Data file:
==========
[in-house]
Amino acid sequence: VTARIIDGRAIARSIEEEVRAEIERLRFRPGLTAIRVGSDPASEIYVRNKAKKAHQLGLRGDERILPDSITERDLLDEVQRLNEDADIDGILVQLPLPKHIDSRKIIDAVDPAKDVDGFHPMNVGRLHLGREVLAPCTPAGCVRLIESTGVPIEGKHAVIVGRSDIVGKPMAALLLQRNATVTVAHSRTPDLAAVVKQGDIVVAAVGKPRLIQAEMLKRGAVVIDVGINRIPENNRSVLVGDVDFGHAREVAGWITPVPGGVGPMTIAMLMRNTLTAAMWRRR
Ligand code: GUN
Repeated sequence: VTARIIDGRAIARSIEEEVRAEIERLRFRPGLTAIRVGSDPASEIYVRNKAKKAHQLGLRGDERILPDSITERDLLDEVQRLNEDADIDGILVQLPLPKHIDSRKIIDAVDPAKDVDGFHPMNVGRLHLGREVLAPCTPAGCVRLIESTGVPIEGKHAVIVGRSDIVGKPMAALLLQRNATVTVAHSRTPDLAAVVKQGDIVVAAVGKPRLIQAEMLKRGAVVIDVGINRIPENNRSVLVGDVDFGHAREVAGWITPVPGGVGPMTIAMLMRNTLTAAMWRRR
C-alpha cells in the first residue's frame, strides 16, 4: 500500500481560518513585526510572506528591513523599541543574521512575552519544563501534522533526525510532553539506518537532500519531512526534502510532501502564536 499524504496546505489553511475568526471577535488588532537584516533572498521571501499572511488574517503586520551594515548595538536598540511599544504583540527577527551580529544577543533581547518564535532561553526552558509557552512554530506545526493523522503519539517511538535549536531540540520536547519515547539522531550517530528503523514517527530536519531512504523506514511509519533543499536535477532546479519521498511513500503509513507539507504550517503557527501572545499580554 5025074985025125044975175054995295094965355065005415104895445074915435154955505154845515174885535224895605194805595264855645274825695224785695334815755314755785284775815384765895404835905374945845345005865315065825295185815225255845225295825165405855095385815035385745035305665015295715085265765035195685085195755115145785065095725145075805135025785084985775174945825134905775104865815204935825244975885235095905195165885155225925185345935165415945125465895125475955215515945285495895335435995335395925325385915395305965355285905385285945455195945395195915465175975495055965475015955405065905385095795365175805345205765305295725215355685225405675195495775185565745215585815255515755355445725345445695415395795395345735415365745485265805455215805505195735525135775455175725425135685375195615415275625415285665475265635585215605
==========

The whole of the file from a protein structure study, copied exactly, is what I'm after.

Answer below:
[in-house]
Amino acid sequence: VTARIIDGRAIARSIEEEVRAEIERLRFRPGLTAIRVGSDPASEIYVRNKAKKAHQLGLRGDERILPDSITERDLLDEVQRLNEDADIDGILVQLPLPKHIDSRKIIDAVDPAKDVDGFHPMNVGRLHLGREVLAPCTPAGCVRLIESTGVPIEGKHAVIVGRSDIVGKPMAALLLQRNATVTVAHSRTPDLAAVVKQGDIVVAAVGKPRLIQAEMLKRGAVVIDVGINRIPENNRSVLVGDVDFGHAREVAGWITPVPGGVGPMTIAMLMRNTLTAAMWRRR
Ligand code: GUN
Repeated sequence: VTARIIDGRAIARSIEEEVRAEIERLRFRPGLTAIRVGSDPASEIYVRNKAKKAHQLGLRGDERILPDSITERDLLDEVQRLNEDADIDGILVQLPLPKHIDSRKIIDAVDPAKDVDGFHPMNVGRLHLGREVLAPCTPAGCVRLIESTGVPIEGKHAVIVGRSDIVGKPMAALLLQRNATVTVAHSRTPDLAAVVKQGDIVVAAVGKPRLIQAEMLKRGAVVIDVGINRIPENNRSVLVGDVDFGHAREVAGWITPVPGGVGPMTIAMLMRNTLTAAMWRRR
C-alpha cells in the first residue's frame, strides 16, 4: 500500500481560518513585526510572506528591513523599541543574521512575552519544563501534522533526525510532553539506518537532500519531512526534502510532501502564536 499524504496546505489553511475568526471577535488588532537584516533572498521571501499572511488574517503586520551594515548595538536598540511599544504583540527577527551580529544577543533581547518564535532561553526552558509557552512554530506545526493523522503519539517511538535549536531540540520536547519515547539522531550517530528503523514517527530536519531512504523506514511509519533543499536535477532546479519521498511513500503509513507539507504550517503557527501572545499580554 5025074985025125044975175054995295094965355065005415104895445074915435154955505154845515174885535224895605194805595264855645274825695224785695334815755314755785284775815384765895404835905374945845345005865315065825295185815225255845225295825165405855095385815035385745035305665015295715085265765035195685085195755115145785065095725145075805135025785084985775174945825134905775104865815204935825244975885235095905195165885155225925185345935165415945125465895125475955215515945285495895335435995335395925325385915395305965355285905385285945455195945395195915465175975495055965475015955405065905385095795365175805345205765305295725215355685225405675195495775185565745215585815255515755355445725345445695415395795395345735415365745485265805455215805505195735525135775455175725425135685375195615415275625415285665475265635585215605